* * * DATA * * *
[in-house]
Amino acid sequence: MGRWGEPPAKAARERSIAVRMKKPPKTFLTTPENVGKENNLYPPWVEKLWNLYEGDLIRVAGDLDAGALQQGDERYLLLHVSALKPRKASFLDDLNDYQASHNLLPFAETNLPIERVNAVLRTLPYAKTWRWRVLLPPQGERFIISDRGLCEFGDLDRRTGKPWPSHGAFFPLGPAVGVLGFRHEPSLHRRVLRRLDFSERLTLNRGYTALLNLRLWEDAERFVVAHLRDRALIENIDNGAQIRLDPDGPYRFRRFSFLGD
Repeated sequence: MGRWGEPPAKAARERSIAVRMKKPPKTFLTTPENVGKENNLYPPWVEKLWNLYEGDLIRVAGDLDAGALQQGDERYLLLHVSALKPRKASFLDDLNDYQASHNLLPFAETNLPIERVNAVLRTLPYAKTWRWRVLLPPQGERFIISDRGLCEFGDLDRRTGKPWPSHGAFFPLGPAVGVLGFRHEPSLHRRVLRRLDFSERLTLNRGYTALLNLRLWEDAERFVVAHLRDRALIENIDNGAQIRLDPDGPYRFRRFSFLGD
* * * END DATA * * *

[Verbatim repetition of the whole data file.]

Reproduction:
[in-house]
Amino acid sequence: MGRWGEPPAKAARERSIAVRMKKPPKTFLTTPENVGKENNLYPPWVEKLWNLYEGDLIRVAGDLDAGALQQGDERYLLLHVSALKPRKASFLDDLNDYQASHNLLPFAETNLPIERVNAVLRTLPYAKTWRWRVLLPPQGERFIISDRGLCEFGDLDRRTGKPWPSHGAFFPLGPAVGVLGFRHEPSLHRRVLRRLDFSERLTLNRGYTALLNLRLWEDAERFVVAHLRDRALIENIDNGAQIRLDPDGPYRFRRFSFLGD
Repeated sequence: MGRWGEPPAKAARERSIAVRMKKPPKTFLTTPENVGKENNLYPPWVEKLWNLYEGDLIRVAGDLDAGALQQGDERYLLLHVSALKPRKASFLDDLNDYQASHNLLPFAETNLPIERVNAVLRTLPYAKTWRWRVLLPPQGERFIISDRGLCEFGDLDRRTGKPWPSHGAFFPLGPAVGVLGFRHEPSLHRRVLRRLDFSERLTLNRGYTALLNLRLWEDAERFVVAHLRDRALIENIDNGAQIRLDPDGPYRFRRFSFLGD